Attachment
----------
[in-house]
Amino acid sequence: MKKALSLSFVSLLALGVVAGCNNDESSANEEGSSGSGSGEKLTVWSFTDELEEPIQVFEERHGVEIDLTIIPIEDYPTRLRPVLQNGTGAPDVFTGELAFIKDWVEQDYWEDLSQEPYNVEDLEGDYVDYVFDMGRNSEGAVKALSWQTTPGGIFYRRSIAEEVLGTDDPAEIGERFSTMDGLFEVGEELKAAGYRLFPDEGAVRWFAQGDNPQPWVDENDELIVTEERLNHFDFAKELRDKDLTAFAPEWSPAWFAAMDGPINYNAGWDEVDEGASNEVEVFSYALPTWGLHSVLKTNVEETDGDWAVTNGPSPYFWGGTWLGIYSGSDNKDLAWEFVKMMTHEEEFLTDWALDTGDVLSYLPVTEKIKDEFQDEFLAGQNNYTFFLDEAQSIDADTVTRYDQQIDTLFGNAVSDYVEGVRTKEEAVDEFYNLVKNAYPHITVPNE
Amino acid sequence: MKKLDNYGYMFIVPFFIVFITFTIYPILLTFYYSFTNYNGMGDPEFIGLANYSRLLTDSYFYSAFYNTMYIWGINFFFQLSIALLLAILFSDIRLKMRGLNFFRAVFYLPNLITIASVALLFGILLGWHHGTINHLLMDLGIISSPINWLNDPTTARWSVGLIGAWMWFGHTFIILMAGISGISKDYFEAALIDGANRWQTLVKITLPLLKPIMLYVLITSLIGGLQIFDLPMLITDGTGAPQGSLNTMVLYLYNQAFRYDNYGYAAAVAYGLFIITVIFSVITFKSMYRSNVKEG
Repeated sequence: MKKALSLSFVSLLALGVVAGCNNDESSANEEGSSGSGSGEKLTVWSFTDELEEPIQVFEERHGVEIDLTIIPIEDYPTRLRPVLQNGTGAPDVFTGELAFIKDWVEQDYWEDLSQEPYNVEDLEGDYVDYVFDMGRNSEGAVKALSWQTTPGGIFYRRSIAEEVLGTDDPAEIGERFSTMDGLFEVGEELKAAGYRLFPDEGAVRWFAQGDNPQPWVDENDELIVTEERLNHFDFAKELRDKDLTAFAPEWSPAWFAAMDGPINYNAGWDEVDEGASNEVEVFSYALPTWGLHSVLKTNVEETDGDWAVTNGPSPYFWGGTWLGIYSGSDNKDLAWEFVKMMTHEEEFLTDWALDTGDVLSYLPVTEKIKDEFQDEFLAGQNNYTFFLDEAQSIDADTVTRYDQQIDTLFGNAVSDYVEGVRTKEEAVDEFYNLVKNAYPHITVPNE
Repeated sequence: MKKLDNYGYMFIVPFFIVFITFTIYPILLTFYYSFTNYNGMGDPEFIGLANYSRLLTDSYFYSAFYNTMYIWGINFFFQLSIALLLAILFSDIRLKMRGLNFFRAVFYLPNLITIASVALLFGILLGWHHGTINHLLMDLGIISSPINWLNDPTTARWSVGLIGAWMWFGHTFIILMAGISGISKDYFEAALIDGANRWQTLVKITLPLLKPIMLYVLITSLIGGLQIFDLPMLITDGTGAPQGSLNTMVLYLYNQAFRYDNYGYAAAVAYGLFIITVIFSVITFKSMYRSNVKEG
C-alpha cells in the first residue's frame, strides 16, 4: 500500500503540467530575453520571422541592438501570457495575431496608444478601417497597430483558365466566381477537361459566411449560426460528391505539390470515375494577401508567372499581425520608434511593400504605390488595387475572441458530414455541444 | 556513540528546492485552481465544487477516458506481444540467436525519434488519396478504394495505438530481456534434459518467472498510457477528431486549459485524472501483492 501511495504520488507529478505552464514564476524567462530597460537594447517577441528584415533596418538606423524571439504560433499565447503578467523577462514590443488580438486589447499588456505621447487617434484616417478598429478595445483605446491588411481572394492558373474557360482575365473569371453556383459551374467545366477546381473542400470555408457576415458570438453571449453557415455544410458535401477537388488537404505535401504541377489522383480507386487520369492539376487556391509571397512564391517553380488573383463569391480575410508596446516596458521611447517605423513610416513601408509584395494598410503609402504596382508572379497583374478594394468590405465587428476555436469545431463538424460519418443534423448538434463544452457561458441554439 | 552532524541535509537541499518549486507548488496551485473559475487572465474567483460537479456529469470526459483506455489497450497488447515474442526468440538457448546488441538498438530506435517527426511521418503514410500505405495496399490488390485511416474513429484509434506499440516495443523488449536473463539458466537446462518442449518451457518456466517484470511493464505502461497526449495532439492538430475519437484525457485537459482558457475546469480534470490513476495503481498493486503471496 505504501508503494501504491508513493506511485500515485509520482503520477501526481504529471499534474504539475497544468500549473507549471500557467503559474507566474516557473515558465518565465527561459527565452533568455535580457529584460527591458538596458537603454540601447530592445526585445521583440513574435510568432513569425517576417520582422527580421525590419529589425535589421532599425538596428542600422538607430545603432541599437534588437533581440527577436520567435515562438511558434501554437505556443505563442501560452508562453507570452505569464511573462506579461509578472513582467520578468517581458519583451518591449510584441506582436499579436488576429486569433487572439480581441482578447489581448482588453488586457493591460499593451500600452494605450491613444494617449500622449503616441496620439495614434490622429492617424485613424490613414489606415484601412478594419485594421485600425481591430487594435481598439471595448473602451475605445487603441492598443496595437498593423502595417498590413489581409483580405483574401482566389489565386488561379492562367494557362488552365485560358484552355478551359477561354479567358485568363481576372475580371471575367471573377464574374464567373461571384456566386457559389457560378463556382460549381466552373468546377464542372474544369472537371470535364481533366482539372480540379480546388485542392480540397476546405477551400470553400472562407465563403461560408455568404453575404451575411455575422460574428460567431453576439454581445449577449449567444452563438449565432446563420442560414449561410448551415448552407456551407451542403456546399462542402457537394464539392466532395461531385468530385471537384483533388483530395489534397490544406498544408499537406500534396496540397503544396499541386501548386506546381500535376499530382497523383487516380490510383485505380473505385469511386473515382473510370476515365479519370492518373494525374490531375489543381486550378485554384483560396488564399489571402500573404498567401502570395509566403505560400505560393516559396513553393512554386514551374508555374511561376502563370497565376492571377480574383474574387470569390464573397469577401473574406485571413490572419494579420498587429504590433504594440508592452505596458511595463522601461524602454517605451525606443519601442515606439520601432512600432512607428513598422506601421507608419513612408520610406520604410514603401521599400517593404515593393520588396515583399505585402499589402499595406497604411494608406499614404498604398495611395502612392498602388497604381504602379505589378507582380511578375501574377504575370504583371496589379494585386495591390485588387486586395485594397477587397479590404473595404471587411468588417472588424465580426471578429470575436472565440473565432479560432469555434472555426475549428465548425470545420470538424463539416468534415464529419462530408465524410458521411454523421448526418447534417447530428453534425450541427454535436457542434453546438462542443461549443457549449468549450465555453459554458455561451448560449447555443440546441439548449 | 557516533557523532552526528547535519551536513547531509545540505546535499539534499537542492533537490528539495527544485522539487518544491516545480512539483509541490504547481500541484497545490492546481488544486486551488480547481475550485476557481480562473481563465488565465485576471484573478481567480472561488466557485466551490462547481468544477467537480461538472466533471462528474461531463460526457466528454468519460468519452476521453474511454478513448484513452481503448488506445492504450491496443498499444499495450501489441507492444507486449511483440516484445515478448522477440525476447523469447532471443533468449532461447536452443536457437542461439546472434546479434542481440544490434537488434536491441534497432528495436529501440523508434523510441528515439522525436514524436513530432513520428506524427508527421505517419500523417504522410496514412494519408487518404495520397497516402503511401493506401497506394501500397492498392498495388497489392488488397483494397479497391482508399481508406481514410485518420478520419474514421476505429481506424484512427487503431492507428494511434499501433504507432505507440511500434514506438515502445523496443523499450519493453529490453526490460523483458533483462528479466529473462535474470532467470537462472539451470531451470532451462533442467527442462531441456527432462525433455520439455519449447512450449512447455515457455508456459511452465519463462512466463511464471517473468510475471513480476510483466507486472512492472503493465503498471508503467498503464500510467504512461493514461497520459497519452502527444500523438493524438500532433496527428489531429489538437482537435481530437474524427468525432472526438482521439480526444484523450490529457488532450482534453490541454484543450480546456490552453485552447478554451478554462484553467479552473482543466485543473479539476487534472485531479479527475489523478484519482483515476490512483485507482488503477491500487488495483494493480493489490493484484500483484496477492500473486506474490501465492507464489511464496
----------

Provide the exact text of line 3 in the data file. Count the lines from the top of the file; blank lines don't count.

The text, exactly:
Amino acid sequence: MKKLDNYGYMFIVPFFIVFITFTIYPILLTFYYSFTNYNGMGDPEFIGLANYSRLLTDSYFYSAFYNTMYIWGINFFFQLSIALLLAILFSDIRLKMRGLNFFRAVFYLPNLITIASVALLFGILLGWHHGTINHLLMDLGIISSPINWLNDPTTARWSVGLIGAWMWFGHTFIILMAGISGISKDYFEAALIDGANRWQTLVKITLPLLKPIMLYVLITSLIGGLQIFDLPMLITDGTGAPQGSLNTMVLYLYNQAFRYDNYGYAAAVAYGLFIITVIFSVITFKSMYRSNVKEG